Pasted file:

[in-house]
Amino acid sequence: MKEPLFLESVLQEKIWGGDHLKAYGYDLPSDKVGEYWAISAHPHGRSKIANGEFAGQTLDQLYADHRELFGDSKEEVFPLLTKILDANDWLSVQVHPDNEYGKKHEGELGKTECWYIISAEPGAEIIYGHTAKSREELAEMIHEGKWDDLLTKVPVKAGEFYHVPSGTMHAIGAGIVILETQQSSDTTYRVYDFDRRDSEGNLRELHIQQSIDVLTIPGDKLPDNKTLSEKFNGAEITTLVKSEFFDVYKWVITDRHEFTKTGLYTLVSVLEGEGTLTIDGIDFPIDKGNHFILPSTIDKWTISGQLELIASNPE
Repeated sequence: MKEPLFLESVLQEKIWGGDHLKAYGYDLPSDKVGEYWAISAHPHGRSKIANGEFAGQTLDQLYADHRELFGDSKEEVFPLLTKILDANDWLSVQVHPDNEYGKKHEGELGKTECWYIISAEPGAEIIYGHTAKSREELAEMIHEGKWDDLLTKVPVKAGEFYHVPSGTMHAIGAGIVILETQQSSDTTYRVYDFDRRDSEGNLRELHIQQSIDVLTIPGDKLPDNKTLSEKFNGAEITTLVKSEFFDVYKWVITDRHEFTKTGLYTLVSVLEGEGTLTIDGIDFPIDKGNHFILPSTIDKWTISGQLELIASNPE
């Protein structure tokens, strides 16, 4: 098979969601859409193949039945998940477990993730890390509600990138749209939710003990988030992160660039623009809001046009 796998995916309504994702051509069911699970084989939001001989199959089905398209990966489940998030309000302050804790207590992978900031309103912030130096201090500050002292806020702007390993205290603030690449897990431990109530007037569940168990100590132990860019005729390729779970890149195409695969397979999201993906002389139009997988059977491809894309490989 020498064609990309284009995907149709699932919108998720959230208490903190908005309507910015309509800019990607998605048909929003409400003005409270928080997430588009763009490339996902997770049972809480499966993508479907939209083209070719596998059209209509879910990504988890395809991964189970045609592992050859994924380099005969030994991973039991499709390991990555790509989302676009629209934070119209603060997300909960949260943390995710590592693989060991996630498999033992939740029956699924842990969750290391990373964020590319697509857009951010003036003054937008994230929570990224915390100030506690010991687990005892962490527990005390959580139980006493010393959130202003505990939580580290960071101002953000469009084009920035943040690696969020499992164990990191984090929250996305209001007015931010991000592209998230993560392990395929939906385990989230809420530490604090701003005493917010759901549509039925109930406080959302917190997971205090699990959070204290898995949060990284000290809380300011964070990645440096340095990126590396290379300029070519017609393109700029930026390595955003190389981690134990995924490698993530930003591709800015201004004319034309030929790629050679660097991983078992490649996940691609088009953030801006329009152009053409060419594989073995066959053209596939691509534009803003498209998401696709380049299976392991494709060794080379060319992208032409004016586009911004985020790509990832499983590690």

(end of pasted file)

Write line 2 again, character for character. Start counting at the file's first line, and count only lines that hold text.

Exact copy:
Amino acid sequence: MKEPLFLESVLQEKIWGGDHLKAYGYDLPSDKVGEYWAISAHPHGRSKIANGEFAGQTLDQLYADHRELFGDSKEEVFPLLTKILDANDWLSVQVHPDNEYGKKHEGELGKTECWYIISAEPGAEIIYGHTAKSREELAEMIHEGKWDDLLTKVPVKAGEFYHVPSGTMHAIGAGIVILETQQSSDTTYRVYDFDRRDSEGNLRELHIQQSIDVLTIPGDKLPDNKTLSEKFNGAEITTLVKSEFFDVYKWVITDRHEFTKTGLYTLVSVLEGEGTLTIDGIDFPIDKGNHFILPSTIDKWTISGQLELIASNPE